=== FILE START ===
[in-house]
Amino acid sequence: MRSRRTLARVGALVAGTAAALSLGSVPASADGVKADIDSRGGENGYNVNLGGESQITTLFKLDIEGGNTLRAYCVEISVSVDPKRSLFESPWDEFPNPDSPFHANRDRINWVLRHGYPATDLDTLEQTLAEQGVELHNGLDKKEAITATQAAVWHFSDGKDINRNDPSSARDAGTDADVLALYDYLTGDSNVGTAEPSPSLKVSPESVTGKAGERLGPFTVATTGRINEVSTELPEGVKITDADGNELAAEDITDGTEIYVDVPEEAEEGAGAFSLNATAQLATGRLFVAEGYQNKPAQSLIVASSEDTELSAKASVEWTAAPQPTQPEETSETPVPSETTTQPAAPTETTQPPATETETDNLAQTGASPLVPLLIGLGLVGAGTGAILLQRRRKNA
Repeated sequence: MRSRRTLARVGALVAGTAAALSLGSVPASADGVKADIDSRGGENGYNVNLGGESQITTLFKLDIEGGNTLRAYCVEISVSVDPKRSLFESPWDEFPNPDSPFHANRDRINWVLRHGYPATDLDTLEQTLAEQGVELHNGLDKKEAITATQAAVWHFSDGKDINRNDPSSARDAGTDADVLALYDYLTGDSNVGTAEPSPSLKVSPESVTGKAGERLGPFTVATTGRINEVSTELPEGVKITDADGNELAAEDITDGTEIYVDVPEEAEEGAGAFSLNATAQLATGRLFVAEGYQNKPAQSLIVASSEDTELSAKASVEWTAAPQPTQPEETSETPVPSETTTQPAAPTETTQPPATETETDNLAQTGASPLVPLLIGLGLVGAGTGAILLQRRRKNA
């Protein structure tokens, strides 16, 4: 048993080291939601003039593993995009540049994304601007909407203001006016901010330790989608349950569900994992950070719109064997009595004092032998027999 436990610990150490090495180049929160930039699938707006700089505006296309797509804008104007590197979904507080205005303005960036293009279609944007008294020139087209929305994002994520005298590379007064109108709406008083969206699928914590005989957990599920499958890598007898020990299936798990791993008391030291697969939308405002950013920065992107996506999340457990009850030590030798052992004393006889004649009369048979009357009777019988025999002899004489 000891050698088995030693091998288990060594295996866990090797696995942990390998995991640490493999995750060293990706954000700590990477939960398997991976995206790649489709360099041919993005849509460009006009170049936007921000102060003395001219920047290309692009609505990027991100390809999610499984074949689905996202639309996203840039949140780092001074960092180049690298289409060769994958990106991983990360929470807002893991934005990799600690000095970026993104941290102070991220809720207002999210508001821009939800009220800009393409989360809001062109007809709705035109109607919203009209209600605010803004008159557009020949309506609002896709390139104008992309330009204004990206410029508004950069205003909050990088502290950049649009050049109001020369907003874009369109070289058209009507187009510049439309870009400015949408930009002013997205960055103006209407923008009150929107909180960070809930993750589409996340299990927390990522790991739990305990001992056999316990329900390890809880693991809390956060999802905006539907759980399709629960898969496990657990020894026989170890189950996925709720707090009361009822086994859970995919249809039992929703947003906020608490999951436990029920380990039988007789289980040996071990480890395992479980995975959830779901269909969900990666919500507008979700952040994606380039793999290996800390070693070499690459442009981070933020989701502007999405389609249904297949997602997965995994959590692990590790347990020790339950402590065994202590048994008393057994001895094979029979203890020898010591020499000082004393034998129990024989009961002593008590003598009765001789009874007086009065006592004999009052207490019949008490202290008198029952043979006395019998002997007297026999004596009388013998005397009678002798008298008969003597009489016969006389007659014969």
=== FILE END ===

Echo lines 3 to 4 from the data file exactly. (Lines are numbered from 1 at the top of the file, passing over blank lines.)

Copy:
Repeated sequence: MRSRRTLARVGALVAGTAAALSLGSVPASADGVKADIDSRGGENGYNVNLGGESQITTLFKLDIEGGNTLRAYCVEISVSVDPKRSLFESPWDEFPNPDSPFHANRDRINWVLRHGYPATDLDTLEQTLAEQGVELHNGLDKKEAITATQAAVWHFSDGKDINRNDPSSARDAGTDADVLALYDYLTGDSNVGTAEPSPSLKVSPESVTGKAGERLGPFTVATTGRINEVSTELPEGVKITDADGNELAAEDITDGTEIYVDVPEEAEEGAGAFSLNATAQLATGRLFVAEGYQNKPAQSLIVASSEDTELSAKASVEWTAAPQPTQPEETSETPVPSETTTQPAAPTETTQPPATETETDNLAQTGASPLVPLLIGLGLVGAGTGAILLQRRRKNA
């Protein structure tokens, strides 16, 4: 048993080291939601003039593993995009540049994304601007909407203001006016901010330790989608349950569900994992950070719109064997009595004092032998027999 436990610990150490090495180049929160930039699938707006700089505006296309797509804008104007590197979904507080205005303005960036293009279609944007008294020139087209929305994002994520005298590379007064109108709406008083969206699928914590005989957990599920499958890598007898020990299936798990791993008391030291697969939308405002950013920065992107996506999340457990009850030590030798052992004393006889004649009369048979009357009777019988025999002899004489 000891050698088995030693091998288990060594295996866990090797696995942990390998995991640490493999995750060293990706954000700590990477939960398997991976995206790649489709360099041919993005849509460009006009170049936007921000102060003395001219920047290309692009609505990027991100390809999610499984074949689905996202639309996203840039949140780092001074960092180049690298289409060769994958990106991983990360929470807002893991934005990799600690000095970026993104941290102070991220809720207002999210508001821009939800009220800009393409989360809001062109007809709705035109109607919203009209209600605010803004008159557009020949309506609002896709390139104008992309330009204004990206410029508004950069205003909050990088502290950049649009050049109001020369907003874009369109070289058209009507187009510049439309870009400015949408930009002013997205960055103006209407923008009150929107909180960070809930993750589409996340299990927390990522790991739990305990001992056999316990329900390890809880693991809390956060999802905006539907759980399709629960898969496990657990020894026989170890189950996925709720707090009361009822086994859970995919249809039992929703947003906020608490999951436990029920380990039988007789289980040996071990480890395992479980995975959830779901269909969900990666919500507008979700952040994606380039793999290996800390070693070499690459442009981070933020989701502007999405389609249904297949997602997965995994959590692990590790347990020790339950402590065994202590048994008393057994001895094979029979203890020898010591020499000082004393034998129990024989009961002593008590003598009765001789009874007086009065006592004999009052207490019949008490202290008198029952043979006395019998002997007297026999004596009388013998005397009678002798008298008969003597009489016969006389007659014969």